Mrs. Daniel Hall, having obtained permission to pay a visit to her mother on John’s Island, was on the point of embarking, when an officer stepping forward, in the most authoritative manner, demanded the key of her trunk. “What do you expect to find there?” said the lady. “I seek for treason,” was the reply. “You may save yourself the trouble of search, then,” said Mrs. Hall—“You may find a plenty of it at my tongue’s end.”

An officer, distinguished by his inhumanity and constant oppression of the unfortunate, meeting Mrs. Charles Elliott in a garden adorned with a great variety of flowers, asked the name of the camomile, which appeared to flourish with peculiar luxuriance. “The Rebel Flower,” she replied. “Why was that name given to it?” said the officer. “Because,” rejoined the lady, “it thrives most when most trampled upon.”

To Mrs. Pinckney, the wife of Colonel Charles Pinckney, a British officer of rank once said—“It is impossible not to admire the intrepid firmness of the ladies of your country. Had your men but half their resolution, we might give up the contest, America would be invincible.”

So much were the ladies attached to the Whig interest, habituated to injuries, and so resolute in supporting them, that they would jocosely speak of misfortunes, though at the moment severely suffering under their pressure. Mrs. Sabina Elliott having witnessed the activity of an officer, who had ordered the plundering of her poultry-houses, finding an old muscovy drake, which had escaped the general search, still straying about the premises, had him caught, and mounting a servant on horseback, ordered him to follow and deliver the bird to the officer, with her compliments, as she concluded, that in the hurry of departure, “it had been left altogether by accident.”…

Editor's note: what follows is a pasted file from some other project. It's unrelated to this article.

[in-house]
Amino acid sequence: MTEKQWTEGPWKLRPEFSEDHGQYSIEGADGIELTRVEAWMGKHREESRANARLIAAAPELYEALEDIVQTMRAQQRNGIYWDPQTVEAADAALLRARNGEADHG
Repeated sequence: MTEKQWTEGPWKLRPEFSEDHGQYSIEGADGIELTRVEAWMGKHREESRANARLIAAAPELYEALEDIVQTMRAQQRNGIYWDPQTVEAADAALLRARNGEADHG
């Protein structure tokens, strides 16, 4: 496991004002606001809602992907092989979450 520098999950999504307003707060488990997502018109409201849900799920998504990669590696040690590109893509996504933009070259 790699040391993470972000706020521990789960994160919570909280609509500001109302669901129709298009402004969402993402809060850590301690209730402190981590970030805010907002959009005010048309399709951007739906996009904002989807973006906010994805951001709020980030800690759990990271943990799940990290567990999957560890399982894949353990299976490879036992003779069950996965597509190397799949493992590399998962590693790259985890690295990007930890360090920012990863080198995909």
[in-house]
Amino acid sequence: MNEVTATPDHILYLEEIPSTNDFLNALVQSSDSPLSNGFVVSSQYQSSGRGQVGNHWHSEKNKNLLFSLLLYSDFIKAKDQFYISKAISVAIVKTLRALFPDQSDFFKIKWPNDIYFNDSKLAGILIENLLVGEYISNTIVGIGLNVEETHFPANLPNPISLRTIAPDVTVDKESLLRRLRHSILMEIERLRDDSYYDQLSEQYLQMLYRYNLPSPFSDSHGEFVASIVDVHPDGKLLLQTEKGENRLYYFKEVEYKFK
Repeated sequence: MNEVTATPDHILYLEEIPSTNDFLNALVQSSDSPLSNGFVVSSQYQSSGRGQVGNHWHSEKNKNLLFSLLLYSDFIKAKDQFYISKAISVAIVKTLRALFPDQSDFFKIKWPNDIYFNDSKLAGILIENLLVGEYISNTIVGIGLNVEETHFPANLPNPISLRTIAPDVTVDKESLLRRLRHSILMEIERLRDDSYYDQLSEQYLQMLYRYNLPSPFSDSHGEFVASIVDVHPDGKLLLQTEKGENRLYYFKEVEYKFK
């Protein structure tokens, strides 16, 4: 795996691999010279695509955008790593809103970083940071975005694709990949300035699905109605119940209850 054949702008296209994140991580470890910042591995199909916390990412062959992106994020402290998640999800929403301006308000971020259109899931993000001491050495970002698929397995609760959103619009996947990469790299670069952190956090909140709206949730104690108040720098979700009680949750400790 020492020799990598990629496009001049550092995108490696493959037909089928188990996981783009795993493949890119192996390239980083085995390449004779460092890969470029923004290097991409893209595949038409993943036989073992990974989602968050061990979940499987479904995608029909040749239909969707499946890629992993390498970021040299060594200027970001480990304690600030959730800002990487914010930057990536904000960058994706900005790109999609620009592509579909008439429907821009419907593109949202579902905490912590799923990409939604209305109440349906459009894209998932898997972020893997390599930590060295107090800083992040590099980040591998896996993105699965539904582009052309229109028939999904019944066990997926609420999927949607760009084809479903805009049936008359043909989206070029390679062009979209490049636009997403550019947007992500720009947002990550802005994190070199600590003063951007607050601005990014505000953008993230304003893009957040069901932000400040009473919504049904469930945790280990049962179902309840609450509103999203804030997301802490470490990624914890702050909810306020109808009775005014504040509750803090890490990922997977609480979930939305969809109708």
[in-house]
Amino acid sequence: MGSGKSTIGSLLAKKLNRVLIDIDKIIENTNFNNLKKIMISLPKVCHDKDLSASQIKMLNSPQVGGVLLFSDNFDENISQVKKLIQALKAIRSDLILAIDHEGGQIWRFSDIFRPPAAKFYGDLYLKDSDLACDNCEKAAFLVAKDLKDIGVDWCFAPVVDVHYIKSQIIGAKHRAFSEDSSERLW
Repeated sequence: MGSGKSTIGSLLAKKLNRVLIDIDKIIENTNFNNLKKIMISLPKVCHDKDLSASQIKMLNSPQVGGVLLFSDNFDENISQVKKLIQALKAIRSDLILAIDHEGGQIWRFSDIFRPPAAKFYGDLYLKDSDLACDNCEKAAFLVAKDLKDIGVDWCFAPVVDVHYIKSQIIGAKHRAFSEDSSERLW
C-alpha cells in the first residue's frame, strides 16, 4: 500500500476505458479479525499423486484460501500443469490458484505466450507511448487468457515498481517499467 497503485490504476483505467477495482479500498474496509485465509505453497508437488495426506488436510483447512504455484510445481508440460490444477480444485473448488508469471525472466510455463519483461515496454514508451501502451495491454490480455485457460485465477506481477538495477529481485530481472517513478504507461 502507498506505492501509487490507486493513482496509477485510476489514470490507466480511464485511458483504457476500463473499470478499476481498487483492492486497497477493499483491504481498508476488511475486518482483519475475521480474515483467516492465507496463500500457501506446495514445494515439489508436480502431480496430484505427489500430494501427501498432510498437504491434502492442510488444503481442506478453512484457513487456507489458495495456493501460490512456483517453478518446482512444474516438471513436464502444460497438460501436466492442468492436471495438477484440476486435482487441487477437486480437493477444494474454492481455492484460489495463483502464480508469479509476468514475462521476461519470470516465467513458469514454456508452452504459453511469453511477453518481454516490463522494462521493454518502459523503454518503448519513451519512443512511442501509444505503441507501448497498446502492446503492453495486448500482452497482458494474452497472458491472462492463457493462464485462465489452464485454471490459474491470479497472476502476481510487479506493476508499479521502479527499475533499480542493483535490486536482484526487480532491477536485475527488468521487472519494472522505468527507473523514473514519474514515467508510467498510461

There was not a more intrepid being in existence [than Mrs. Richard Shubrick]. I will present a noble instance of it. An American soldier, flying from a party of the enemy, sought her protection, and was promised it. The British pressing close upon him, insisted that he should be delivered up, threatening immediate and universal destruction in case of refusal. The ladies, her friends and companions, who were in the house with her, shrunk from the contest, and were silent; but undaunted by their threats, this intrepid lady placed herself before the chamber into which the unfortunate fugitive had been conducted, and resolutely said: “To men of honor the chamber of a lady should be as sacred as the sanctuary! I will defend the passage to it, though I perish. You may succeed, and enter it, but it shall be over my corpse.” “By God,” said the officer, “if muskets were only placed in the hands of a few such women, our only safety would be found in retreat. Your intrepidity, Madam, gives you security; from me you shall meet no further annoyance.”